|Mark Zuckerberg has found his Twitter and Pinterest accounts unmanageable after the intruders broke into them, defacing the pages. According to the hacker nicknamed OurMine, who claimed responsibility for the hack, the weakness of Facebook founder was in re-using passwords: his details are said to store in a database of 117 million passwords leaked from LinkedIn 4 years ago.
Using credentials obtained from LinkedIn leak, the intruders were able to gain access to Zuckerberg’s Twitter account, where they tweeted “you were in Linkedin Database … DM for proof”, as well as his Pinterest account, the title of which was changed to “Hacked By OurMine Team”. Moreover, the hackers claimed that they also managed to break into Zuckerberg’s account on Facebook-owned Instagram, but the company denies this fact, claiming that no Facebook systems or accounts were accessed.
It should be mentioned that Mark Zuckerberg hadn’t tweeted from his Twitter account for 4 past years. In fact, Mark’s last message on Twitter was a link to already non-existent blogpost about anti-piracy law SOPA. Overall, most of Zuckerberg’s total 19 tweets stem from a 2-month period in early 2009.
One can be surprised that despite running one of the biggest websites in the world, Facebook founder shows the same security weaknesses as ordinary Internet users. Everyone knows that reusing passwords is a bad idea for everyone: if one social network gets hacked, the only account that should be at risk is the account in that network, not accounts in all other websites too.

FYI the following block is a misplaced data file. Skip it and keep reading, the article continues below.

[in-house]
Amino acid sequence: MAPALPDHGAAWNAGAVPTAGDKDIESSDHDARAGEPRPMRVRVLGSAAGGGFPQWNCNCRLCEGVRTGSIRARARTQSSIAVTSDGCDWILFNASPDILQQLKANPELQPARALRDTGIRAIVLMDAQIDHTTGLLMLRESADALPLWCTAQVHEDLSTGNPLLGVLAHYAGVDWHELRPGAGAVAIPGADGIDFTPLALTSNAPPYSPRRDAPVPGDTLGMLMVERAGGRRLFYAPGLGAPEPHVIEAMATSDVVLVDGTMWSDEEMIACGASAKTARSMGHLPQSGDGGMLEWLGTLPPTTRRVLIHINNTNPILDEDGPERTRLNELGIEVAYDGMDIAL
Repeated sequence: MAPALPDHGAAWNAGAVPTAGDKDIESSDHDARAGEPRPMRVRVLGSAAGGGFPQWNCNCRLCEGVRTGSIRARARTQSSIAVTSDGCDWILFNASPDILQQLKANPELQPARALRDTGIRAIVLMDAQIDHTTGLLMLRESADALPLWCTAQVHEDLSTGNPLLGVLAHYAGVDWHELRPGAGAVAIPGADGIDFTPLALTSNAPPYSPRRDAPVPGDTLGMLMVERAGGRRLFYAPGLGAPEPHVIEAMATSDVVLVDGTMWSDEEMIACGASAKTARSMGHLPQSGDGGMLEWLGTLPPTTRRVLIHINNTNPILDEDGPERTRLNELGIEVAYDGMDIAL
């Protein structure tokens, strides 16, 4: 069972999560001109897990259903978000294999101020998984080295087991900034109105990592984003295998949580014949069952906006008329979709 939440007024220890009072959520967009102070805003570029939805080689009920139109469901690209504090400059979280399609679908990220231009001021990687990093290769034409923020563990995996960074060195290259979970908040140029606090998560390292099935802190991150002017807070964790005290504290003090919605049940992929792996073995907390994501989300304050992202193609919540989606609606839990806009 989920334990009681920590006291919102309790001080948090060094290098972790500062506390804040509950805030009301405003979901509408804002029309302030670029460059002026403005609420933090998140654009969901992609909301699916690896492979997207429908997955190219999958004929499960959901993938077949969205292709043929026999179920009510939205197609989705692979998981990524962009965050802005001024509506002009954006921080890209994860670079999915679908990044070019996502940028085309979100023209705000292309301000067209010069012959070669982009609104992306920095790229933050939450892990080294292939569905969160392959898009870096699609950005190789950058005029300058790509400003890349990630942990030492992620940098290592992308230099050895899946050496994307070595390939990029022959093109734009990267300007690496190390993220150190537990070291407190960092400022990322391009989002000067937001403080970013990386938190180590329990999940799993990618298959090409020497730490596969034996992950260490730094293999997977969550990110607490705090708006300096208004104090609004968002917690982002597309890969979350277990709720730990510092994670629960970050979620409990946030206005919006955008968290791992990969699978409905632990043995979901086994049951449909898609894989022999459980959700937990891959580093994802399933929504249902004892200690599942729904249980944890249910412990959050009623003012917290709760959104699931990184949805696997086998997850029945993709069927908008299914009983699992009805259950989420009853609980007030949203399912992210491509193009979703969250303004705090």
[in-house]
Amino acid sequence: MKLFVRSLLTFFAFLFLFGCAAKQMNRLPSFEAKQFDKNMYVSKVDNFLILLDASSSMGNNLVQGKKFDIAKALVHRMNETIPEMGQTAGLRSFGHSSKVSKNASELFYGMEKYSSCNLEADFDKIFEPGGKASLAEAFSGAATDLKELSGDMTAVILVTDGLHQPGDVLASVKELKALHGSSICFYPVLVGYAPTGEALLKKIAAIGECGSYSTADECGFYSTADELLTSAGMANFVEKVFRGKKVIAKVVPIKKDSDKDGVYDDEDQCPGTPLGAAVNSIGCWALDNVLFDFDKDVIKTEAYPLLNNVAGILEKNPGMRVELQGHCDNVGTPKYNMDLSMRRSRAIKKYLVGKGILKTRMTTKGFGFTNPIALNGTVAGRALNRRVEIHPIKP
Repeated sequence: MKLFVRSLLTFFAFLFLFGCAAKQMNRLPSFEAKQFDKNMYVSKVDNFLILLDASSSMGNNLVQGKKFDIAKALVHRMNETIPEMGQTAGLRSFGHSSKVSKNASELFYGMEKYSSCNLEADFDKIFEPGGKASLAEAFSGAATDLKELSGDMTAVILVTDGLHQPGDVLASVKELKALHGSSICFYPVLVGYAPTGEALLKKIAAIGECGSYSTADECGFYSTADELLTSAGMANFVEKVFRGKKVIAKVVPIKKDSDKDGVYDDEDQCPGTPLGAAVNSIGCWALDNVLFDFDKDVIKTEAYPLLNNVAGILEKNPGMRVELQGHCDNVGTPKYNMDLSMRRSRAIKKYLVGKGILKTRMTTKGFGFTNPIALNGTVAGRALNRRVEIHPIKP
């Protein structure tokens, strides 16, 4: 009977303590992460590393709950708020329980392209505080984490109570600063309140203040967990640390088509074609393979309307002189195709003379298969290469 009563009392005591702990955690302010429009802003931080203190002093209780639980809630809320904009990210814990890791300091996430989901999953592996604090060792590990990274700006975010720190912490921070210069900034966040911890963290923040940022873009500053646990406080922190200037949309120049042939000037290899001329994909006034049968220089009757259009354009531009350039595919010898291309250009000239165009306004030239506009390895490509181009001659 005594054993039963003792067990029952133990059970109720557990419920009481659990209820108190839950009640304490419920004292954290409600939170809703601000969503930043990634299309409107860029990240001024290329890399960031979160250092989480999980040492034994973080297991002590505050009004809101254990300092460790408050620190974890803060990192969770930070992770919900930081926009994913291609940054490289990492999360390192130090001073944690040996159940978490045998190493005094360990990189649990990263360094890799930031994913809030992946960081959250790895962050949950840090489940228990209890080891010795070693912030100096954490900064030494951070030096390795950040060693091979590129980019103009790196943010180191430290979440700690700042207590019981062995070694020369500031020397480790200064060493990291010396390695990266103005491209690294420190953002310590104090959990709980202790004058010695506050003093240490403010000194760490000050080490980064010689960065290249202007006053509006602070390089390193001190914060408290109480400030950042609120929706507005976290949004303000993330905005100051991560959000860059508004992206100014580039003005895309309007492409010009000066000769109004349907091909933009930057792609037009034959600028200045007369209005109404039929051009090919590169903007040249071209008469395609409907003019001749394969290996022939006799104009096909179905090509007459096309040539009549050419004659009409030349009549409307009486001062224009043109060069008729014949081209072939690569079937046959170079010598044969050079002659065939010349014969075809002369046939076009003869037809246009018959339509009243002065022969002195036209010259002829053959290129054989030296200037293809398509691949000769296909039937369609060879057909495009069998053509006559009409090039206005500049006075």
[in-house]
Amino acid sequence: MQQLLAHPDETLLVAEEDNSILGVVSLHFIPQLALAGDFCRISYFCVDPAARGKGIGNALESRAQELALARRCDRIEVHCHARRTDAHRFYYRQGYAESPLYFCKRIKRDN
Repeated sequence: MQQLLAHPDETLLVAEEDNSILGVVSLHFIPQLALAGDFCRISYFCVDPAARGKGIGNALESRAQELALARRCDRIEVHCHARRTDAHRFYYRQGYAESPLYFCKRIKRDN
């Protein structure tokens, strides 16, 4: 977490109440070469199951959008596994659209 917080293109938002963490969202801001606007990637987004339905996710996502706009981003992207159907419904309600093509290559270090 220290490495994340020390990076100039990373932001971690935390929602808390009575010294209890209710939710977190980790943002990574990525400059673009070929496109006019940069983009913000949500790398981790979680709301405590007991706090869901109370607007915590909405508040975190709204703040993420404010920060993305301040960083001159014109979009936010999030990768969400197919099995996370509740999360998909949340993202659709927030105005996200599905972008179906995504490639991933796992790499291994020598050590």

Security observers also remind that Twitter supports two-factor authentication, which can help ensure that a user trying to log in to the website must also have access to the phone number of the account owner. However, Twitter only introduced it a year after Zuckerberg’s most recent tweet, and Pinterest doesn’t have that security feature at all.
In the meantime, the experts warn that there could be more hacks like this one to come. Indeed, the LinkedIn password dump, which was disclosed in May, was shortly followed by a bigger one from MySpace. Despite the fact that the leaked credentials may be 8 years old, with around 360 million accounts, hackers can be sure that some users are still using the same set of email address and password.
Tuesday, June 7th, 2016
|What's next? Maybe they'll hack our AOL passwords from the 90's. I'll be shakin' in my boots then.|
Lame hackers are lame.
|about time suckerberg got what he deserves and @1 not all are lame and hack is such an ugly word.|
|posted by (2016-06-08 08:23:21)|
|"leaked from LinkedIn 4 years ago."|
there was no hack here. the details were leaked, somebody thought of a group name "OurMine" and used his password to log into his accounts. i repeat, there was no hack here.
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